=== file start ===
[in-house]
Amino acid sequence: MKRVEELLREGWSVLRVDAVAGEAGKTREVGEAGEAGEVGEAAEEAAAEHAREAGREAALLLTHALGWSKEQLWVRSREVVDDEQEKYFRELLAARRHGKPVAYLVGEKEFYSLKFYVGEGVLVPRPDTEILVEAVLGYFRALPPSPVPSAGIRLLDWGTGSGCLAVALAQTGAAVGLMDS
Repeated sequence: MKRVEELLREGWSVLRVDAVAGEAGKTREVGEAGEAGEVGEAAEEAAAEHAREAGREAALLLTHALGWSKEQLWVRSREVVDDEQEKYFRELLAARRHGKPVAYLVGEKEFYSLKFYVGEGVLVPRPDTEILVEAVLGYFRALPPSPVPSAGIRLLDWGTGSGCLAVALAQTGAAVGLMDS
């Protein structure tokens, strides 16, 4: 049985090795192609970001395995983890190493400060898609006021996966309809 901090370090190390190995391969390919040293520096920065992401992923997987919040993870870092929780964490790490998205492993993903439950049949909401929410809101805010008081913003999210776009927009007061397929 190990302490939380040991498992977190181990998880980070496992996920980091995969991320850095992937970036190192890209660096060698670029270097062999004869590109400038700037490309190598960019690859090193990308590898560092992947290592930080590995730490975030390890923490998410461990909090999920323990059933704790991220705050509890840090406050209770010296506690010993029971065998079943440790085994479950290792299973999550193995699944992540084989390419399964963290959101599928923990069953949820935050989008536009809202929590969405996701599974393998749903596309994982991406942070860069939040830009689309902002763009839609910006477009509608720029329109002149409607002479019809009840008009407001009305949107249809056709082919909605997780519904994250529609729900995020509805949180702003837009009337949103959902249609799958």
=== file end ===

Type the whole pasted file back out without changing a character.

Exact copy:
[in-house]
Amino acid sequence: MKRVEELLREGWSVLRVDAVAGEAGKTREVGEAGEAGEVGEAAEEAAAEHAREAGREAALLLTHALGWSKEQLWVRSREVVDDEQEKYFRELLAARRHGKPVAYLVGEKEFYSLKFYVGEGVLVPRPDTEILVEAVLGYFRALPPSPVPSAGIRLLDWGTGSGCLAVALAQTGAAVGLMDS
Repeated sequence: MKRVEELLREGWSVLRVDAVAGEAGKTREVGEAGEAGEVGEAAEEAAAEHAREAGREAALLLTHALGWSKEQLWVRSREVVDDEQEKYFRELLAARRHGKPVAYLVGEKEFYSLKFYVGEGVLVPRPDTEILVEAVLGYFRALPPSPVPSAGIRLLDWGTGSGCLAVALAQTGAAVGLMDS
């Protein structure tokens, strides 16, 4: 049985090795192609970001395995983890190493400060898609006021996966309809 901090370090190390190995391969390919040293520096920065992401992923997987919040993870870092929780964490790490998205492993993903439950049949909401929410809101805010008081913003999210776009927009007061397929 190990302490939380040991498992977190181990998880980070496992996920980091995969991320850095992937970036190192890209660096060698670029270097062999004869590109400038700037490309190598960019690859090193990308590898560092992947290592930080590995730490975030390890923490998410461990909090999920323990059933704790991220705050509890840090406050209770010296506690010993029971065998079943440790085994479950290792299973999550193995699944992540084989390419399964963290959101599928923990069953949820935050989008536009809202929590969405996701599974393998749903596309994982991406942070860069939040830009689309902002763009839609910006477009509608720029329109002149409607002479019809009840008009407001009305949107249809056709082919909605997780519904994250529609729900995020509805949180702003837009009337949103959902249609799958």